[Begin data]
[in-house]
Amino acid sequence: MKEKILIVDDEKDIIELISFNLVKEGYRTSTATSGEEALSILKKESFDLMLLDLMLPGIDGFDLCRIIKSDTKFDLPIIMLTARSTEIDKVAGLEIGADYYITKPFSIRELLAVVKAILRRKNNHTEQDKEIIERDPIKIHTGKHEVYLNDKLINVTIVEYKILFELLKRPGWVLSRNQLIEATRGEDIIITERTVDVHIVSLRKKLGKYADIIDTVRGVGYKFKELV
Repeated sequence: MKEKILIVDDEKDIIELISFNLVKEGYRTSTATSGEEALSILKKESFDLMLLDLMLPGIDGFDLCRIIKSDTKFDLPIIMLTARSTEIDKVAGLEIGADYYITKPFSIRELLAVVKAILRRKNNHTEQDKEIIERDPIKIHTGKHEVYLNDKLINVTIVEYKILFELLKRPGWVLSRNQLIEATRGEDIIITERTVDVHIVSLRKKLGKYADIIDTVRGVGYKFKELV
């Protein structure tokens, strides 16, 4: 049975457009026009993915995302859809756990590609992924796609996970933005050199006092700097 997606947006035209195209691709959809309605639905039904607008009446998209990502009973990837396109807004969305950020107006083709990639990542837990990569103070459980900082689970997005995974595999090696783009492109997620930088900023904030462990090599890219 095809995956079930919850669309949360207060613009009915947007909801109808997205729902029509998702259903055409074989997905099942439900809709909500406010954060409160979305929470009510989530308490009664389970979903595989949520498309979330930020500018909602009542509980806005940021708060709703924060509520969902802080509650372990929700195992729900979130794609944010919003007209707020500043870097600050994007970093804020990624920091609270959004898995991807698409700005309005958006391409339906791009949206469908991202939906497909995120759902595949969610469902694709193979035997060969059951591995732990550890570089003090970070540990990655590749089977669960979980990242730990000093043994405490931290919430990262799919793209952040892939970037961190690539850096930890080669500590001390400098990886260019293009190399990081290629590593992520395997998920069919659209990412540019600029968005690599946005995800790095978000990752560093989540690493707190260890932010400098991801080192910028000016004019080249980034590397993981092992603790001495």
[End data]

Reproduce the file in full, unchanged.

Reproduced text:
[in-house]
Amino acid sequence: MKEKILIVDDEKDIIELISFNLVKEGYRTSTATSGEEALSILKKESFDLMLLDLMLPGIDGFDLCRIIKSDTKFDLPIIMLTARSTEIDKVAGLEIGADYYITKPFSIRELLAVVKAILRRKNNHTEQDKEIIERDPIKIHTGKHEVYLNDKLINVTIVEYKILFELLKRPGWVLSRNQLIEATRGEDIIITERTVDVHIVSLRKKLGKYADIIDTVRGVGYKFKELV
Repeated sequence: MKEKILIVDDEKDIIELISFNLVKEGYRTSTATSGEEALSILKKESFDLMLLDLMLPGIDGFDLCRIIKSDTKFDLPIIMLTARSTEIDKVAGLEIGADYYITKPFSIRELLAVVKAILRRKNNHTEQDKEIIERDPIKIHTGKHEVYLNDKLINVTIVEYKILFELLKRPGWVLSRNQLIEATRGEDIIITERTVDVHIVSLRKKLGKYADIIDTVRGVGYKFKELV
């Protein structure tokens, strides 16, 4: 049975457009026009993915995302859809756990590609992924796609996970933005050199006092700097 997606947006035209195209691709959809309605639905039904607008009446998209990502009973990837396109807004969305950020107006083709990639990542837990990569103070459980900082689970997005995974595999090696783009492109997620930088900023904030462990090599890219 095809995956079930919850669309949360207060613009009915947007909801109808997205729902029509998702259903055409074989997905099942439900809709909500406010954060409160979305929470009510989530308490009664389970979903595989949520498309979330930020500018909602009542509980806005940021708060709703924060509520969902802080509650372990929700195992729900979130794609944010919003007209707020500043870097600050994007970093804020990624920091609270959004898995991807698409700005309005958006391409339906791009949206469908991202939906497909995120759902595949969610469902694709193979035997060969059951591995732990550890570089003090970070540990990655590749089977669960979980990242730990000093043994405490931290919430990262799919793209952040892939970037961190690539850096930890080669500590001390400098990886260019293009190399990081290629590593992520395997998920069919659209990412540019600029968005690599946005995800790095978000990752560093989540690493707190260890932010400098991801080192910028000016004019080249980034590397993981092992603790001495």